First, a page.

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U.S. Steel Industry Disappointed with WTO Appellate Decision
Nov 11, 2003
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The American Iron and Steel Institute (AISI) announced that it and other members of the U.S. steel industry are disappointed with the ruling recently issued by the WTO Appellate Body in which several countries, including the European Union (EU), expressed their opposition to U.S. steel tariffs.

AISI said it was speaking on behalf the overall U.S. steel industry, specifically such organizations as Steel Manufacturers Association (SMA), the United Steel Workers of America, and the Committee on Pipe and Tube Imports (CPTI).

“On behalf of the U.S. members of the referenced steel trade associations and union, we express our disappointment, but not surprise, with the WTO Appellate Body ruling issued…on the WTO legality of the Steel 201 Safeguard Program and reaffirm our strong commitment to President Bush’s Steel Program and the need to continue undiluted for the full, intended 3-year period,” the organization said in a statement.

“This latest negative WTO decision is based on bias, not facts,” the statement read. “It is one more striking example of the broken WTO dispute settlement system, which has never ruled in favor of a safeguard on any product by any country. If there was ever a justification to use WTO-sanctioned safeguard law, the situation facing America’s steel industry at the time the President decided to initiate his 201 investigation was a classic case.”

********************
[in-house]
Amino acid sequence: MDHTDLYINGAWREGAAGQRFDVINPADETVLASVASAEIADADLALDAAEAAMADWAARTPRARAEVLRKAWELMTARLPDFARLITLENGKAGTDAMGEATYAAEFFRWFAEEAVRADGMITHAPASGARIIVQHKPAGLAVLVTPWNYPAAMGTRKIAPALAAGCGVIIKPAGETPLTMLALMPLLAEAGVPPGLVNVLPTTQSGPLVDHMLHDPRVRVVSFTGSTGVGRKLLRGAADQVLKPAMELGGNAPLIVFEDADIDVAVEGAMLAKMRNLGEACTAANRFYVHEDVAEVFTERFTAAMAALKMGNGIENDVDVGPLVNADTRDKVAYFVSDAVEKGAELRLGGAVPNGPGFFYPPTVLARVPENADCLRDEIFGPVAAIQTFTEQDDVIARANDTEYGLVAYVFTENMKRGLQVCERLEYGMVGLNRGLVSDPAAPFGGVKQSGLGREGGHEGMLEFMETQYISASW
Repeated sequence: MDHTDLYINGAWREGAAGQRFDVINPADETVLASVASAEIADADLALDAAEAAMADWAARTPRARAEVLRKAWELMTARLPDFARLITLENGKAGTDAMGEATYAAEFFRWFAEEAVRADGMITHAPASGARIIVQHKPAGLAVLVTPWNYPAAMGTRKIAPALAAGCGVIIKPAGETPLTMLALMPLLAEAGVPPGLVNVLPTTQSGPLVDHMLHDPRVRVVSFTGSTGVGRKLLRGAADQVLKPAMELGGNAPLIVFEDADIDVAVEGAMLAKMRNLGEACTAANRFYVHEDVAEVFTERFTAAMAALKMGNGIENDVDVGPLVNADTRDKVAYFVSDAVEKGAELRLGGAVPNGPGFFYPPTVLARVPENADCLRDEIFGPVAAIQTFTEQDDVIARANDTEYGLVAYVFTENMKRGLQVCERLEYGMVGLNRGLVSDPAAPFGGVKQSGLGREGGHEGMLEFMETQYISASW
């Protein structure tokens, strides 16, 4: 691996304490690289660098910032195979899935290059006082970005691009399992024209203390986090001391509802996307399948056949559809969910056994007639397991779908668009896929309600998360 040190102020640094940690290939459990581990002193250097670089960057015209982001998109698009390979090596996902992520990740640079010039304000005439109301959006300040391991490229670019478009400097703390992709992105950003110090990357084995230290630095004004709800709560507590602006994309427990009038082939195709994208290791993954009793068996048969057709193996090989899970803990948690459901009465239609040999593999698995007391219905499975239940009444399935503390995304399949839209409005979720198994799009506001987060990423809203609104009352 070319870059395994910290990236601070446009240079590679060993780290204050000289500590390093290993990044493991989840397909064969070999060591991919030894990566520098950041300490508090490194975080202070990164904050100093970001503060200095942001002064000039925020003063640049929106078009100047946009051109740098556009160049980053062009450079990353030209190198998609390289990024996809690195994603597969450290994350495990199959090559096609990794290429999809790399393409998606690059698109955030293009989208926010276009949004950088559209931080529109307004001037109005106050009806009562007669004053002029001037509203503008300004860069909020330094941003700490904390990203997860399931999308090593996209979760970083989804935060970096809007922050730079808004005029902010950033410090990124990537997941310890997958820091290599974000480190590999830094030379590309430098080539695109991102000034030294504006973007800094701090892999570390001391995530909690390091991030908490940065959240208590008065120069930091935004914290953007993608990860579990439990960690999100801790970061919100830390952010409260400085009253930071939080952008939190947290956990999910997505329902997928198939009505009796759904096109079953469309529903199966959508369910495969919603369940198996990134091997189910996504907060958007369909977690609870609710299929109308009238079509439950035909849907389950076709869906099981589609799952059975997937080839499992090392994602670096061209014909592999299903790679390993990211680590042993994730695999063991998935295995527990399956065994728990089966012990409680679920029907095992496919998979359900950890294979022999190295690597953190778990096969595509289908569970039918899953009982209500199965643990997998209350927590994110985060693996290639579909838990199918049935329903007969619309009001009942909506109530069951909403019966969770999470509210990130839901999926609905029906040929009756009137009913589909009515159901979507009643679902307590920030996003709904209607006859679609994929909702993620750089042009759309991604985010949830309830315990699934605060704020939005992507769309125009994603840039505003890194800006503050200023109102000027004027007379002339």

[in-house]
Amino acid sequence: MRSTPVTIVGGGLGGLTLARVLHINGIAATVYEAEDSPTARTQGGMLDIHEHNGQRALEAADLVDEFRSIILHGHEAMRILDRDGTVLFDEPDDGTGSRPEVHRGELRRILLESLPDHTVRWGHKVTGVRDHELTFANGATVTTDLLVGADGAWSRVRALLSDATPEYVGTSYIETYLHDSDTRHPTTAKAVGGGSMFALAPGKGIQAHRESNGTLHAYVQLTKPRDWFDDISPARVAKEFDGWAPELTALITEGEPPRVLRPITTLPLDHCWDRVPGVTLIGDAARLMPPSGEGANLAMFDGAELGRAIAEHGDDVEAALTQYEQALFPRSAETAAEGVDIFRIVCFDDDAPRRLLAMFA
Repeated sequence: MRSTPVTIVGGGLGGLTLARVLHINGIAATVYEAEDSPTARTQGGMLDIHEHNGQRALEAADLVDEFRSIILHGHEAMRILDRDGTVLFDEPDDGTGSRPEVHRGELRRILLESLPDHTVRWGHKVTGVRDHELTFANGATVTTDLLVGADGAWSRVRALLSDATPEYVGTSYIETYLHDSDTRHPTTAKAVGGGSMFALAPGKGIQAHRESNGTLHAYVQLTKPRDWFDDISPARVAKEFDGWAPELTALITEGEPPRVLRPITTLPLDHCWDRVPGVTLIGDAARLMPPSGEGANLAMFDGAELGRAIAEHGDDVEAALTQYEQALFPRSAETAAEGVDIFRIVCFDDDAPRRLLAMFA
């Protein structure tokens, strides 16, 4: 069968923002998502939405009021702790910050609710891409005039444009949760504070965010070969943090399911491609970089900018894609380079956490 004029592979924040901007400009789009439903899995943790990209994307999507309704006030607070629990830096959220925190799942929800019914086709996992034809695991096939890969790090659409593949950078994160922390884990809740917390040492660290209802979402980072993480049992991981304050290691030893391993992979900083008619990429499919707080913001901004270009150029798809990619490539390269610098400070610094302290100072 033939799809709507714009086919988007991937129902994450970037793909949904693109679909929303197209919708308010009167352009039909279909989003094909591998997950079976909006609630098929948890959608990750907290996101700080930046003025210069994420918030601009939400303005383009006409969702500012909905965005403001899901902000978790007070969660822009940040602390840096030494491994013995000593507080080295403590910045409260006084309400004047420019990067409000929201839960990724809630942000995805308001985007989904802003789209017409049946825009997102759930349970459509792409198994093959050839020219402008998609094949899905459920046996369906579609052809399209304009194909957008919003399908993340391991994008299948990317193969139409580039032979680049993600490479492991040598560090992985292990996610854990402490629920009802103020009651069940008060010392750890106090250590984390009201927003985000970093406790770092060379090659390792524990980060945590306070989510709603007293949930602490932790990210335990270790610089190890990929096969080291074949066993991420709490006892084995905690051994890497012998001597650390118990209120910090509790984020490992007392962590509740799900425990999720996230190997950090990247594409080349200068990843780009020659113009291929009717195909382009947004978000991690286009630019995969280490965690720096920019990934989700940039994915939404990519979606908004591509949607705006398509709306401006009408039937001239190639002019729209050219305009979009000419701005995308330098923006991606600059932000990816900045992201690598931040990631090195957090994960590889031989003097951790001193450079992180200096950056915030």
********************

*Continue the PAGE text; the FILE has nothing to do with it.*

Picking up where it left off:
The steel organization urged U.S. President Bush “to defend vigorously his steel safeguard measures and not to give any more weight to the EU threats than they are due under the law, which is none.”

According to AISI, the EU cannot impose $2.2 billion in immediate retaliation because the WTO law requires the U.S. to be given a “reasonable period of time” to comply with a decision, and the EU must seek express WTO authorization before imposed retaliatory measures.

“The EU threat is inconsistent with both the letter and the spirit of the Safeguard Agreement and the WTO Dispute Settlement Understanding,” the steel organization said.

“The steel industry is a test case for the problems facing all segments of U.S. manufacturing,” it continued. “The way to send a clear message that the U.S. is truly committed to a level playing field for domestic manufacturers is to keep the President's steel tariffs intact.”

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